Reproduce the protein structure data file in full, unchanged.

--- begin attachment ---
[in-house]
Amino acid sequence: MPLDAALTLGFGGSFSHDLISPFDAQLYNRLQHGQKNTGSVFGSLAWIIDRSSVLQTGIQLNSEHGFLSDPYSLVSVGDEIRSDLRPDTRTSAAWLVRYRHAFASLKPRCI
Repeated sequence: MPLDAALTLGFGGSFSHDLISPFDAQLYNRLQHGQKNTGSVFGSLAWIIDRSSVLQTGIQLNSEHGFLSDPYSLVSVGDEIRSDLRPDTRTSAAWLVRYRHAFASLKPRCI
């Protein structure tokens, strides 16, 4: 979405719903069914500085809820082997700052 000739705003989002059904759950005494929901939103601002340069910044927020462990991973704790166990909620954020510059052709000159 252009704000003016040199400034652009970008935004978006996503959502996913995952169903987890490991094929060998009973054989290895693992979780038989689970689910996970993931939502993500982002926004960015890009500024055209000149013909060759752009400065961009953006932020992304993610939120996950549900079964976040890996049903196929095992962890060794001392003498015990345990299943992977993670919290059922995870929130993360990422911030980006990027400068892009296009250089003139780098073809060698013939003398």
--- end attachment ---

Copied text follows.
[in-house]
Amino acid sequence: MPLDAALTLGFGGSFSHDLISPFDAQLYNRLQHGQKNTGSVFGSLAWIIDRSSVLQTGIQLNSEHGFLSDPYSLVSVGDEIRSDLRPDTRTSAAWLVRYRHAFASLKPRCI
Repeated sequence: MPLDAALTLGFGGSFSHDLISPFDAQLYNRLQHGQKNTGSVFGSLAWIIDRSSVLQTGIQLNSEHGFLSDPYSLVSVGDEIRSDLRPDTRTSAAWLVRYRHAFASLKPRCI
């Protein structure tokens, strides 16, 4: 979405719903069914500085809820082997700052 000739705003989002059904759950005494929901939103601002340069910044927020462990991973704790166990909620954020510059052709000159 252009704000003016040199400034652009970008935004978006996503959502996913995952169903987890490991094929060998009973054989290895693992979780038989689970689910996970993931939502993500982002926004960015890009500024055209000149013909060759752009400065961009953006932020992304993610939120996950549900079964976040890996049903196929095992962890060794001392003498015990345990299943992977993670919290059922995870929130993360990422911030980006990027400068892009296009250089003139780098073809060698013939003398």